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Faculty Reject Move To House All Frosh On Campus in 1998: New motion promotes faculty interaction

By Frank Dabek
Associate News Editor

At its Wednesday meeting, the faculty approved by voice vote a substitute motion proposed by Professor of Brain and Cognitive Sciences Stephan L. Chorover stating the sense of the faculty on the issue of freshmen housing and orientation.

The faculty also heard reports from the ad hoc committee to review the alcohol policy and the advisory group on orientation and residence 1998.

The motion approved by the faculty contained six points and called for an examination of MIT's residential system, characterized the faculty's view of the way freshmen should be introduced to MIT, recommended increased ties between faculty and students and urged that the proposed undergraduate dormitory be used as an opportunity to experiment with the design of a residence.

The motion stated that all its initiatives would be based on input from students, staff, faculty, and alumni and that reports would be presented on a timely basis.

Chorover substitutes new motion

This motion was substituted for a motion which Chorover proposed at the last faculty meeting. The previous motion read: "It is the sense of the faculty that, commencing with the academic year 1998, every effort be made to ensure that all first-year students live on campus."

In introducing the substitute motion, which differed radically from his original motion, Chorover said that he had seen "enormous change in the last month." He cited the "persuasiveness of arguments on all sides" and said that he had "never seen as many people saying the same thing."

Bettina Voelker '89, professor of civil and environmental engineering, who was opposed to the original motion, seconded the substitute motion. This motion contains a "large number of things we can agree on," Voelker said at the meeting. Voelker encouraged the faculty to be "open to gradual change and experimentation with the residential system."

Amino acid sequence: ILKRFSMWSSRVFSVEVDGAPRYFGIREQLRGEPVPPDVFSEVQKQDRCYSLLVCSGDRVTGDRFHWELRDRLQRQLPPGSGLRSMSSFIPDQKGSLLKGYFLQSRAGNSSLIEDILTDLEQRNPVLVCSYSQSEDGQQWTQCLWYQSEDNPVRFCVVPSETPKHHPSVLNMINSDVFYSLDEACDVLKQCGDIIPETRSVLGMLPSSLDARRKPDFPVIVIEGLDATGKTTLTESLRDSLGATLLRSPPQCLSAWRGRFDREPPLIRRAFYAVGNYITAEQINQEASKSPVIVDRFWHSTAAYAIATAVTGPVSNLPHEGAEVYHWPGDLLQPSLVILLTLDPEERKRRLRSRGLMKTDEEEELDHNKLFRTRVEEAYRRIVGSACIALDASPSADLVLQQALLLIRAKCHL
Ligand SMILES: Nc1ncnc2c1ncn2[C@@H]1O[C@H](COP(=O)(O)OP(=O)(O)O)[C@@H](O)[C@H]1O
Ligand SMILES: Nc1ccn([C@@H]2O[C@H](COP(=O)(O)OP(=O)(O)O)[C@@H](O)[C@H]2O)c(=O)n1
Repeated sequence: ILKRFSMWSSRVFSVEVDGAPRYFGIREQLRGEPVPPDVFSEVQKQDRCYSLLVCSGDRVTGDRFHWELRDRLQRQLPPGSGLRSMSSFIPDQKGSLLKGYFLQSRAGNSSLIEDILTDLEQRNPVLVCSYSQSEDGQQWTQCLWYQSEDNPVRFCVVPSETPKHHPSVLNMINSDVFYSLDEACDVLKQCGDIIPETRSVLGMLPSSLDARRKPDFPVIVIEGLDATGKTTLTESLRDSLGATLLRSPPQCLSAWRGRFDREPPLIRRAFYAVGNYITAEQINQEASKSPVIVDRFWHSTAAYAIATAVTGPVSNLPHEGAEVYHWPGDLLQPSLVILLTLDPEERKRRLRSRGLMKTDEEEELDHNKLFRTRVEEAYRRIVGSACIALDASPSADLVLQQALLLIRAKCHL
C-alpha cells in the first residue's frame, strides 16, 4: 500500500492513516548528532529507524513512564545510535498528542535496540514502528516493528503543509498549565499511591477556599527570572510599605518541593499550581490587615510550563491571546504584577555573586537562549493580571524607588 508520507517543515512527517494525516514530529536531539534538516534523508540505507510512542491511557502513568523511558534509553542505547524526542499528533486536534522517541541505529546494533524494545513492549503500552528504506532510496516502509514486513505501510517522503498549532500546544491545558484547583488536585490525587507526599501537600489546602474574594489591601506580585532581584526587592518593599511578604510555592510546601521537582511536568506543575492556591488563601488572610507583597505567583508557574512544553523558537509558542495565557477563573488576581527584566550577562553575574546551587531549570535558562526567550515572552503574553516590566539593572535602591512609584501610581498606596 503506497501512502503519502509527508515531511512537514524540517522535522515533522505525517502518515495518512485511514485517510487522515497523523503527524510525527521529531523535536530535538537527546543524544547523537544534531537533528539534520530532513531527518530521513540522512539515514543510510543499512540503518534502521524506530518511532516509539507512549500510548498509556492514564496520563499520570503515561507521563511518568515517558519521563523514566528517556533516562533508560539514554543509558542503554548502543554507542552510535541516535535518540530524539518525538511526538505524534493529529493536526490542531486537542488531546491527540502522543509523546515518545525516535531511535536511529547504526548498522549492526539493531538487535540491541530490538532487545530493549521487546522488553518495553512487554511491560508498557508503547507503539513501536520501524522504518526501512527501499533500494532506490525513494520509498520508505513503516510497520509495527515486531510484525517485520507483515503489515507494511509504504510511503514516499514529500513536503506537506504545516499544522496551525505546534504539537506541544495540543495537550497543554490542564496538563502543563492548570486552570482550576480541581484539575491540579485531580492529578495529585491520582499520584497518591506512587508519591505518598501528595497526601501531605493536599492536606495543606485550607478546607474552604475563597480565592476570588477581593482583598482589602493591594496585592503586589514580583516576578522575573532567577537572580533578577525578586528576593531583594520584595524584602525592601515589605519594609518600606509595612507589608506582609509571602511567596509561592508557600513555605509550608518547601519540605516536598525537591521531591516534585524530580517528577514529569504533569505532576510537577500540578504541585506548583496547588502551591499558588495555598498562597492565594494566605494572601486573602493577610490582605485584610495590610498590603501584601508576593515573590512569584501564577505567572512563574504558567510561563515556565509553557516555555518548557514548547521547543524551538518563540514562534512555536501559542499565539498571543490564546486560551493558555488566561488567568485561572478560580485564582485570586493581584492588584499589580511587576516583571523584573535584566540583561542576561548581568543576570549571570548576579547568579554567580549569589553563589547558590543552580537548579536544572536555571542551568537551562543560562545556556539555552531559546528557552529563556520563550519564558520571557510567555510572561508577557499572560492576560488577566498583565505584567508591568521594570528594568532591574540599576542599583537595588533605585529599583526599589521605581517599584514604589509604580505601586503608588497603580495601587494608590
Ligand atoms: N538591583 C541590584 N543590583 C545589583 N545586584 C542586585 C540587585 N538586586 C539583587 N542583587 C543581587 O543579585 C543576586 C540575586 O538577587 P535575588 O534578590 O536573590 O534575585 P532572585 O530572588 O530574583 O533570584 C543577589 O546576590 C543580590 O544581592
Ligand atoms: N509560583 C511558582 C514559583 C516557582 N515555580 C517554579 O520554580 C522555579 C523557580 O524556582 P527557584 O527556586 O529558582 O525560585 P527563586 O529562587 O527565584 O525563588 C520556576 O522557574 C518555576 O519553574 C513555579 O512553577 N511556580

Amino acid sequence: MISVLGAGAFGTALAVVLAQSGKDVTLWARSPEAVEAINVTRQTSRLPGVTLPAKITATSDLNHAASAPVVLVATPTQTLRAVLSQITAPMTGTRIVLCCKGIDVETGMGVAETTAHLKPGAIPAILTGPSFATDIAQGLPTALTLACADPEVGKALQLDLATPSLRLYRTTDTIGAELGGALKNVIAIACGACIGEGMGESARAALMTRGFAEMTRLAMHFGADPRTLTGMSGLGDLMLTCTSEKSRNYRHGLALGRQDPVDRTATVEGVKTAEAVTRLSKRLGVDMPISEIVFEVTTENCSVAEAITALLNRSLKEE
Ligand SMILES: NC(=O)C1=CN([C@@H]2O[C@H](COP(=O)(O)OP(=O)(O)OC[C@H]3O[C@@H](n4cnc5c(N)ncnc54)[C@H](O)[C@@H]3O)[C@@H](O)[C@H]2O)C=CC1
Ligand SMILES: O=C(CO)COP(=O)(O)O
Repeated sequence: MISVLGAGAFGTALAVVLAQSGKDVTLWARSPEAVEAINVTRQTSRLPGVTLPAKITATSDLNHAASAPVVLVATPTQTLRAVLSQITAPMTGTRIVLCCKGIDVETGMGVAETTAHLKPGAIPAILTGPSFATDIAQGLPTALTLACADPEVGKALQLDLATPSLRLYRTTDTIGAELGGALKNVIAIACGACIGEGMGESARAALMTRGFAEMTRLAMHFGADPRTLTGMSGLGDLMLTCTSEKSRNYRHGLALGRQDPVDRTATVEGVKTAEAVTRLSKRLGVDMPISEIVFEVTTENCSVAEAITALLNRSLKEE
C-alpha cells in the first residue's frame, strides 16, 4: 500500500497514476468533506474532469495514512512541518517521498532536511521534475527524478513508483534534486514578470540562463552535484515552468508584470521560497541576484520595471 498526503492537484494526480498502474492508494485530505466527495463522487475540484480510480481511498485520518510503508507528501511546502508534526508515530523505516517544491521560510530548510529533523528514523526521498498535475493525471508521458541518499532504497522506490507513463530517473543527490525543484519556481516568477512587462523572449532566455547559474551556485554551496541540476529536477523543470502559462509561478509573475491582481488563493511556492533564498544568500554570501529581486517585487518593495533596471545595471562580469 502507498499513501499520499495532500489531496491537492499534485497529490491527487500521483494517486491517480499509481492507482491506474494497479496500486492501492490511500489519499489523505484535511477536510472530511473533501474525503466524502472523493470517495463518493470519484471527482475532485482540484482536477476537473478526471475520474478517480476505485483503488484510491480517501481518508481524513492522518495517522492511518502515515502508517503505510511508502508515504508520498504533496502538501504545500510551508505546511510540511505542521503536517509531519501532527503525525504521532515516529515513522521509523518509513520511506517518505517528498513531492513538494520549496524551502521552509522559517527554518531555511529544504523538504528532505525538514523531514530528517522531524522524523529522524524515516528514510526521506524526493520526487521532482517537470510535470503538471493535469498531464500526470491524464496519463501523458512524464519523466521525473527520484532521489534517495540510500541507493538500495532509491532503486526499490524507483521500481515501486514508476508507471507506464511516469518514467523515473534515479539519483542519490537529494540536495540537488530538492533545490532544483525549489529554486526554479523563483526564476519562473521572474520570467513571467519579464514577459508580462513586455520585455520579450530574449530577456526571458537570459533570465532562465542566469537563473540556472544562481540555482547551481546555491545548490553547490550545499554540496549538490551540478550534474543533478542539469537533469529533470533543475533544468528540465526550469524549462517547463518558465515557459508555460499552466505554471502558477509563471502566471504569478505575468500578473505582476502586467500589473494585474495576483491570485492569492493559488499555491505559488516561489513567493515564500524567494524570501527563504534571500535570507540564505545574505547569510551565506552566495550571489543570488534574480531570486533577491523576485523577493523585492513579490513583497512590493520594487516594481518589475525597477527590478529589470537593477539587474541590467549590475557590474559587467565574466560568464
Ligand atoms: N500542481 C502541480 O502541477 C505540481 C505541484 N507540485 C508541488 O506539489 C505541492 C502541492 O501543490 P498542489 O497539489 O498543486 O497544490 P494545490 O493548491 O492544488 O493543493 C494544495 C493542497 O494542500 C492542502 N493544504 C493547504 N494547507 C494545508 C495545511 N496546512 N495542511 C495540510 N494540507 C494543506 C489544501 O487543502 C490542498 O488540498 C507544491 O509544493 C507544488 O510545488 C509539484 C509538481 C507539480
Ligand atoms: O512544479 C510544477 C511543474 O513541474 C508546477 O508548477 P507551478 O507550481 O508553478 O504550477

There was debate on the motion, and it was amended slightly.

Professor of Earth, Atmospheric and Planetary Sciences, Charles C. Counselman was the most vocal opponent of the plan. Referring to the clause which advocated "bringing the system into fuller alignment with MIT's educational mission," Counselman said, "life is multi-dimensional and MIT's educational system does not span that whole space." Continuing a vector space metaphor, he said, "Living groups help our students to mature and to learn the orthogonal components" of life.

President Emeritus Paul E. Gray '54 proposed an amendment striking the clause "including a delay of rush for those students who want it." The amendment passed 41-16.

Neal H. Dorow, associate dean and adviser to fraternities, sororities, and independent living groups said after the meeting that the clause "might have been redundant." Dorow said that under current rules, "after R/O ends, an ILG is free to rush" and is limited only by students' own constraints.

Iddo Gilon '98, president of the Interfraternity Council, said that the clause was a"residue of the earlier motion."

Professor of Literature Henry Jenkins, housemaster for Senior House, proposed a friendly amendment to add a clause to the final point which stipulated that reports would be released "to the MIT community" as well as to the faculty. Chorover accepted the amendment.

Most in favor of motion

The motion as amended was passed by a voice vote of the faculty. President Charles M. Vest said that he was "pleased" with the motion as passed by the faculty.

"I do not believe it would have been appropriate to ask all freshmen to live on campus in the fall of 1998," Vest said of the previous motion.

Vest said that he hoped the motion would lead to a "stronger sense of overall community within MIT" while maintaining the diversity of individual living groups. "There is strength in that diversity."

Chorover, who proposed the original "sense of the faculty" motion, called his original motion "really an attempt to learn what the sense of the faculty is." I was "never and not now primarily interested in moving freshmen to campus," Chorover said. We now have the chance to "move the system to a better level of stability," he said.

Christopher D. Beland '00, president of Fenway House, said that the meeting "went spectacularly. This was incredibly positive." Beland administered an ilg-talk mailing list for interested students to contribute to the debate. There is "no question that we influence the debate," he said of the group. The "recommendations contained a lot that we talked about at meetings and published," he said.